Brandon is Bishop Robert Barron’s right hand man being the content director of Word on Fire and host of the Word on Fire show. He writes books, interviews different authors about their books and recommends lots of great Catholic books for the world to read. He heads the exclusive Catholic education website ClaratusU. He is an all-around media guru and faithful and bright Catholic. If you want to learn about a particular Catholic personality, chances are Brandon will know about him.

Christianity reveals a God who uses all sorts of media to get his message across, from pillars of fire to bright stars, from burning bushes to a talking donkey. He delivered the Ten Commandments on chiseled rock, painted rainbows to signal his covenant, and used a cross to display his love. However, the Bible doesn’t mention God using emails, blog posts, podcasts, or e-books — and when the prophet Habakkuk [2:2] quotes God saying, “Write the vision; make it plain upon tablets, “ he wasn’t promoting iPads, either! Even though these technologies don’t show up in Scripture, history has shown that God showers down new mediums at specific times to spread his Word in new ways.
Brandon Vogt, The Church and New Media: Blogging Converts, Online Activists, and Bishops Who Tweet  (2011)  Our Sunday Visitor

Fr. Roderick Vonhogen @ Trideo

Fr. Roderick founded SQPN back in 2005 when podcasting was becoming a thing. He is a great orthodox priest from the Netherlands who just happens to like geeky things and podcasts about them. He will comment on Harry Potter, Star Wars and Superheroes from a Catholic perspective as well as purely Catholic things such what the pope is up to. In 2018, he stepped down as CEO of SQPN to focus on his work with Trideo, another media venture which he launched in 2014. He is an example of a normal ordinary priest who likes to have fun and also takes his faith and vocation as a priest very seriously. For some reason thou, his memoirs have not been put out in digital format.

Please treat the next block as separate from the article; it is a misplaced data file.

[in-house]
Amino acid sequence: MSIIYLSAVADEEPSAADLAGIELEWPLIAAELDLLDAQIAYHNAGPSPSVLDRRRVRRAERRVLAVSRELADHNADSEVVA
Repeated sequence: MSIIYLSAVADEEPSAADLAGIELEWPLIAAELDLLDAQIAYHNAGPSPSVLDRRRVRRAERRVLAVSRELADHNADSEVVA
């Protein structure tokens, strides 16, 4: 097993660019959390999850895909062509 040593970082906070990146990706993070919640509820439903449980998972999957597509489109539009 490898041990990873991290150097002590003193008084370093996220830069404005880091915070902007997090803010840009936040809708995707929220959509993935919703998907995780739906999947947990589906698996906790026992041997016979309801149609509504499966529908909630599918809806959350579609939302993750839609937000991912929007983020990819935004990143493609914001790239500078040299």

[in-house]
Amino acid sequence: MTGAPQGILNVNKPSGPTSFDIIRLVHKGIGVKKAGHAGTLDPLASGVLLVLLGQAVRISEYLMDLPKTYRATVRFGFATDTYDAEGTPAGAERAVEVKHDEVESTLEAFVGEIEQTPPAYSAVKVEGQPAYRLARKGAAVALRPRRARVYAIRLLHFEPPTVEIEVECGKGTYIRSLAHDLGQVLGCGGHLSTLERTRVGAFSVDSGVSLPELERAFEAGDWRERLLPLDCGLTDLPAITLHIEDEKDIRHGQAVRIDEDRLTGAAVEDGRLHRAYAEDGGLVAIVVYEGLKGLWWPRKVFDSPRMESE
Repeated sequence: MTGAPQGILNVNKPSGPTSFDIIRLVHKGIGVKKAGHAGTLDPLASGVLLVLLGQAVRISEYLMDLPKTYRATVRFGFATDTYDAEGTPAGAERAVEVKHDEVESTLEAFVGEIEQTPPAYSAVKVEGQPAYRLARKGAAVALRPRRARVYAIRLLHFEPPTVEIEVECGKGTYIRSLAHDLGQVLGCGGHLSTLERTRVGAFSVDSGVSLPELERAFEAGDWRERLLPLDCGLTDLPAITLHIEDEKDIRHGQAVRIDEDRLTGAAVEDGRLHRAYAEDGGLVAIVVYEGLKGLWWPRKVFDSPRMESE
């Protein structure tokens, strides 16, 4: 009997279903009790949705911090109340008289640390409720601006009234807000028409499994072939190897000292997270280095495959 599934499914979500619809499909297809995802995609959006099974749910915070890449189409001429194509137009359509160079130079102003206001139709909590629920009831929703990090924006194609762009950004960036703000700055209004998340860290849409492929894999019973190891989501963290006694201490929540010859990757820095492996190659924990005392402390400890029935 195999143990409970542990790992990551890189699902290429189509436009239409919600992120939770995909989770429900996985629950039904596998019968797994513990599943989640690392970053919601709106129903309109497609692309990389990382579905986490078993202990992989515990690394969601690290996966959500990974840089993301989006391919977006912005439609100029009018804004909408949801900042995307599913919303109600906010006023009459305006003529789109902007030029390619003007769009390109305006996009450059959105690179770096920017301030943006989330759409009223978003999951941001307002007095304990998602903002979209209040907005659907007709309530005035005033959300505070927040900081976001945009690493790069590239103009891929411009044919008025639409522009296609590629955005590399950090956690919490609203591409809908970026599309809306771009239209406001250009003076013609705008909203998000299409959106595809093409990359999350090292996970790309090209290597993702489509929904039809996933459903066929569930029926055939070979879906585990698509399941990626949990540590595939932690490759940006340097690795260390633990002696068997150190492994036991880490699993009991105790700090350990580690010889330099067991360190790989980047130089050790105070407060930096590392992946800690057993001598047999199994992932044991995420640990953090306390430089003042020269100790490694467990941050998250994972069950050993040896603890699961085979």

I dreamed of becoming a comic book artist, an astronaut, a movie director, an astronomer, or an exploerer. I wanted my life to be special, to mean something. Luke Skywalker embodied the kind of person I wanted to become. I wanted to dedicated my life to a cause that mattered-traveling beyond the boundaries of my own small world, learning about the mysteries of life, saving people from evil. God probably had an idea where this was going. I didn’t have a clue yet.
Roderick Vonhogen   Geekpriest: Confessions of a New Media Pioneer (2013)

Catholics Next Door and In a Small Town

Greg and Jenifer Willits @ Greg Willits – Speaker. Author. New Media Leader.

Mac and Katherine Barron @ Mac and Katherine Barron

Greg along with his wife Jennifer are the Catholics Next Door. Mac and Katherine Barron are Catholics in a Small Town. They produce podcasts, books, videos and more. These Catholic couples are two sets of down to earth individuals that present what life is like for two ordinary faithful talented creative Catholic families  living today. The one and only episode from CatholicTV brings their unique comedic style together in one moment of quality Catholic entertainment.